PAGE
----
The draft Anti-social Behaviour Bill: pre-legislative scrutiny - Home Affairs Committee Contents


Conclusions and recommendations


Introduction

1.  Antisocial behaviour continues to trouble communities across the country. For some, it is no more than a background irritation, but for others antisocial behaviour can be a debilitating blight on their lives. It can corrode community spirit, creating a breeding ground for more serious crime. (Paragraph 6)

2.  The current antisocial behaviour control regime, though effective in some cases, leaves many people frustrated by a slow and uncoordinated response. Persistent antisocial behaviour, if it is not addressed quickly and conclusively, can be mean months or years of misery for the victims. The impact of anti-social behaviour on the individuals and communities affected must not be under-estimated. Perpetrators continue to reoffend and overall levels of antisocial behaviour are stubbornly high. In this context, we welcome the Government's decision to review and rationalise the statutory framework for dealing with ASB. However, as we go on to explain in this report, dealing with ASB depends on more than just the formal interventions available—it depends on facilitating inter-agency working, providing support services, and providing a speedy and predictable process through the court system. If the Government is serious about tackling ASB, then it will bring forward proposals on these as companion measures during the Bill's eventual passage through Parliament. (Paragraph 7)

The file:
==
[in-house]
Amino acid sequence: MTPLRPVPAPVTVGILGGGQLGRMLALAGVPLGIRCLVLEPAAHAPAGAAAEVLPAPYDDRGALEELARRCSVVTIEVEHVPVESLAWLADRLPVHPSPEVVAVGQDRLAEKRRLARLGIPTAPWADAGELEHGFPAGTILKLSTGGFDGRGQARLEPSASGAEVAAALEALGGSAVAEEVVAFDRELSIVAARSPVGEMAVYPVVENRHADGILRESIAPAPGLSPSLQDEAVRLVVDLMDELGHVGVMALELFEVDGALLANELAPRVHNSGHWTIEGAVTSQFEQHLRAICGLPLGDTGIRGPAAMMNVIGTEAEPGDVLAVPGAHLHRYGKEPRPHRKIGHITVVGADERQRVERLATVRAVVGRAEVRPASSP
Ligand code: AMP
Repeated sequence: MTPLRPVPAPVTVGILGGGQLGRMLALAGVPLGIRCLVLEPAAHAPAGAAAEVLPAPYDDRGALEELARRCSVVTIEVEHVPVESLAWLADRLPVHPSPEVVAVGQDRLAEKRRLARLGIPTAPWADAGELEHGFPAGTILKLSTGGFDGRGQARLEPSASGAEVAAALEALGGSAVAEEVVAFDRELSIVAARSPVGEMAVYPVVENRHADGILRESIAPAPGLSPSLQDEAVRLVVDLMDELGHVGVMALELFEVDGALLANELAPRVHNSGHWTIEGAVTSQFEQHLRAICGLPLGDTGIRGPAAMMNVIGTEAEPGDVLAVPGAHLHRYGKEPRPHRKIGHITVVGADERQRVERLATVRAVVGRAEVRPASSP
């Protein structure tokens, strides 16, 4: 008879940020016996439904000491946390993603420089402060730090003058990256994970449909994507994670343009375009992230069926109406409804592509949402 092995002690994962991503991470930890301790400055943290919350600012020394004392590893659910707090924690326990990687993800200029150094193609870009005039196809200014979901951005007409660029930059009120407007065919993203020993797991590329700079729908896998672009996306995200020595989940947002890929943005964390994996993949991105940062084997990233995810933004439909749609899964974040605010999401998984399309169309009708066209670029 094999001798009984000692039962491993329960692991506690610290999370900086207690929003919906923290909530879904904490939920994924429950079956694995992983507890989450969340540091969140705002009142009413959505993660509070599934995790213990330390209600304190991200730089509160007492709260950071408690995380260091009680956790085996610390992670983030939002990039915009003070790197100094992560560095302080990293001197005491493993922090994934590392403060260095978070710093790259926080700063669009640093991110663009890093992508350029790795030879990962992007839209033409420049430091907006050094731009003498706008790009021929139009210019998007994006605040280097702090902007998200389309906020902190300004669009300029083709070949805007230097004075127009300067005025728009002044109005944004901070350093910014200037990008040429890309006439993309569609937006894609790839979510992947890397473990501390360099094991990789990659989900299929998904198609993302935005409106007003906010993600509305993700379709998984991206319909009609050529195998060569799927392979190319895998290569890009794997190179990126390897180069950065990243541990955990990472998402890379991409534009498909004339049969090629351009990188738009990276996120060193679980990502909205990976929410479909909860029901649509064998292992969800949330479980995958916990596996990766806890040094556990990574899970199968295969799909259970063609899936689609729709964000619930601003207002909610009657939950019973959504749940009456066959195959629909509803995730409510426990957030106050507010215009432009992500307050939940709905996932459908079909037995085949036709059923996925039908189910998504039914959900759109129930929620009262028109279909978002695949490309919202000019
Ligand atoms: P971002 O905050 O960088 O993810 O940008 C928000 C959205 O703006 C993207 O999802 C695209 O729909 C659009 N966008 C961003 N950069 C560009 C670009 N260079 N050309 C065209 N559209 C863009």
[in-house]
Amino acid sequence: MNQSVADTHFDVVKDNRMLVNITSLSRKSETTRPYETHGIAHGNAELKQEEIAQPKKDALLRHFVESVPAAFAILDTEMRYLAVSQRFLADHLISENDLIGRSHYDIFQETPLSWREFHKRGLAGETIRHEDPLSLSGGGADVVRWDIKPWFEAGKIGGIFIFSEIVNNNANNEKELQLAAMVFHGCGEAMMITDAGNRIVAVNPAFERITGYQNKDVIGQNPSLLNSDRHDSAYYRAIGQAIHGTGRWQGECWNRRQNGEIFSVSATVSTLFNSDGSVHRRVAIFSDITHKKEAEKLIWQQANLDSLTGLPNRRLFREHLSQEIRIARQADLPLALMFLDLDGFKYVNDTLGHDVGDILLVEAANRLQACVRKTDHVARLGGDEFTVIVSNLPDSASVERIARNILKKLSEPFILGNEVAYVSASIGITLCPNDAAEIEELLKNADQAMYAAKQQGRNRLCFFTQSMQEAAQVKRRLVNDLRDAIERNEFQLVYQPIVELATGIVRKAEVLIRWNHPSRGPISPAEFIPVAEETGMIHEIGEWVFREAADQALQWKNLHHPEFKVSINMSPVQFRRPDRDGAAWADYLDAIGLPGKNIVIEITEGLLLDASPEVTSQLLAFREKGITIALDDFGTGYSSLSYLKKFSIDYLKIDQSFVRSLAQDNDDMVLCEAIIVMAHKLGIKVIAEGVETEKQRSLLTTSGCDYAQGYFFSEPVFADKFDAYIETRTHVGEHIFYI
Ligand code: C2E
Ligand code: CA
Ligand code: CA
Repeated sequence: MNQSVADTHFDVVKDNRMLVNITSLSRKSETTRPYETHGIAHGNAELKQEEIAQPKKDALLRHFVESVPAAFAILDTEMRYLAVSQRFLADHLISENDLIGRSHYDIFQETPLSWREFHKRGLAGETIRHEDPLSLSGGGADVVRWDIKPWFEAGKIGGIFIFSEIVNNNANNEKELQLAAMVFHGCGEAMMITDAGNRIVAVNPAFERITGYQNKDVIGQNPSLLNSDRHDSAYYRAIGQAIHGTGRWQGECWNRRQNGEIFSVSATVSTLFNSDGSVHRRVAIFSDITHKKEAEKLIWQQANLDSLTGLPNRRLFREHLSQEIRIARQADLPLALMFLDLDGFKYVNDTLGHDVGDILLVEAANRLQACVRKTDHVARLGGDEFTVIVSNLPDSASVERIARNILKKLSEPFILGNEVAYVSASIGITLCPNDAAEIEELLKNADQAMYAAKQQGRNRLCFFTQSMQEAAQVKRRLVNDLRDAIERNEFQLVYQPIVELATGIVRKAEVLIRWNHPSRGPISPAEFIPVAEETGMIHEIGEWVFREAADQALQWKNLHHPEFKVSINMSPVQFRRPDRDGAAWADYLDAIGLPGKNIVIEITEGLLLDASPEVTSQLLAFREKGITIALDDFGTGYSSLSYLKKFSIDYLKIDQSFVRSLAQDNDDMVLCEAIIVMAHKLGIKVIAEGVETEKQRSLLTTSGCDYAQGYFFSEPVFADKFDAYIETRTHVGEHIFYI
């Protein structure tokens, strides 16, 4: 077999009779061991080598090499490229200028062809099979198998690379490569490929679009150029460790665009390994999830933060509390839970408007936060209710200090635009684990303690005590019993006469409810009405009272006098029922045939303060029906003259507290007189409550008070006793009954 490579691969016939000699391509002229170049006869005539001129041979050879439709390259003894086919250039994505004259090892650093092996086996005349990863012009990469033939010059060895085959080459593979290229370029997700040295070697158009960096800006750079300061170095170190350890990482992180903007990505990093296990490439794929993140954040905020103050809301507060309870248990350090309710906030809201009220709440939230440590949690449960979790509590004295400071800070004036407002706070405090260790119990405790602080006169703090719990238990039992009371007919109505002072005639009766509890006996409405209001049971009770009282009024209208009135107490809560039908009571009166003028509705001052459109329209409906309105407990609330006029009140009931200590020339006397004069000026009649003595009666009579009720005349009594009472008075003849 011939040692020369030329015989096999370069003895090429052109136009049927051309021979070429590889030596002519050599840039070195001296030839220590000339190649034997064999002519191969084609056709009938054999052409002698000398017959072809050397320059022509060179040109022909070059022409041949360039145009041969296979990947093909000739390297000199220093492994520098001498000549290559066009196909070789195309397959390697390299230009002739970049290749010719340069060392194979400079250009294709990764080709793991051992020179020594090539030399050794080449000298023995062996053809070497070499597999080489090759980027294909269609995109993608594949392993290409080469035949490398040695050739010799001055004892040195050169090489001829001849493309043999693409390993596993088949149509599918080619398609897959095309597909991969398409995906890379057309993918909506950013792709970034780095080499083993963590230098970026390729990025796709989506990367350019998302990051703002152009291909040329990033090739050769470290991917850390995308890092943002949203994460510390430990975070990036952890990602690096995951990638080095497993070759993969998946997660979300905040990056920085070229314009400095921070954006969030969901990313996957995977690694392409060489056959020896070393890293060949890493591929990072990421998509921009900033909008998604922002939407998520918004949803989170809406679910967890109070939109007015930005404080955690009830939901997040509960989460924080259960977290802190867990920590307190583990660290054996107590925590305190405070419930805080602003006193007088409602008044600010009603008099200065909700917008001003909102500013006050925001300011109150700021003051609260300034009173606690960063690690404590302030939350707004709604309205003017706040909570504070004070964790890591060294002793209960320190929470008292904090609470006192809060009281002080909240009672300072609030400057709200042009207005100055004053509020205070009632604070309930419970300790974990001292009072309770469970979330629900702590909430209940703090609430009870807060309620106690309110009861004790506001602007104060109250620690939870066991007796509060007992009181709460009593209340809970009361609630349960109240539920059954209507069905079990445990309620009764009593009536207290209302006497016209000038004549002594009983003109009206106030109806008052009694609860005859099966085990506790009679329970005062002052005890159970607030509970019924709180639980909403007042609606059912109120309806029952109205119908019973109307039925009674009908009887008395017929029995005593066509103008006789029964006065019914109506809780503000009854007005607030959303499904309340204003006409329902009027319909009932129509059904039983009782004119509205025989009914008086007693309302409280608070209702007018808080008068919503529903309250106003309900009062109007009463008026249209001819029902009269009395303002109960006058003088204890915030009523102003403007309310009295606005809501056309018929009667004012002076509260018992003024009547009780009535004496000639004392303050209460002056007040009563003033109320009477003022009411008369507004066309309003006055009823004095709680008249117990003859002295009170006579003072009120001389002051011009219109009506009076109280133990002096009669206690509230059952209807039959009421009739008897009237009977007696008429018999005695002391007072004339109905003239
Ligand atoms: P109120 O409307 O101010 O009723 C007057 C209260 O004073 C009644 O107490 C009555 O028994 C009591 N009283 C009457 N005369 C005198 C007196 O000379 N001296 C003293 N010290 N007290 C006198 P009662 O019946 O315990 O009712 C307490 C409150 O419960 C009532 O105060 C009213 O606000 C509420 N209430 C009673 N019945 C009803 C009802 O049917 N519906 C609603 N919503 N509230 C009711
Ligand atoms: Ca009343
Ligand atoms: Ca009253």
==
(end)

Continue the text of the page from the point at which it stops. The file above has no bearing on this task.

Electronic format of the draft Bill

3.  We recommend that the Leader of the House of Commons ensure that in future all draft Bills are published in a form in which the normal features of the chosen format are enabled, so that users can make full use of search, copy and paste, and text-to-speech features. This is not just a matter of convenience—though convenience alone is a compelling argument—it is about providing information in the most accessible formal possible. (Paragraph 11)

4.  Publication of the draft bill was delayed by over a month compared with the timetable initially proposed to us by the Home Office. This left us just six working weeks for our inquiry, an unacceptably short period for pre-legislative scrutiny. This was a particular problem for witnesses, who in effect had only the Christmas period to produce submissions to us. It was clear from several responses to our call for evidence that witnesses were basing their responses on the White Paper and had not yet had time to reflect on the detail of the draft Bill. Moreover, the Government will continue to consult on the Community Remedy until 7 March 2013, so its position on this important component of the bill is not yet formed. (Paragraph 13)

Penalty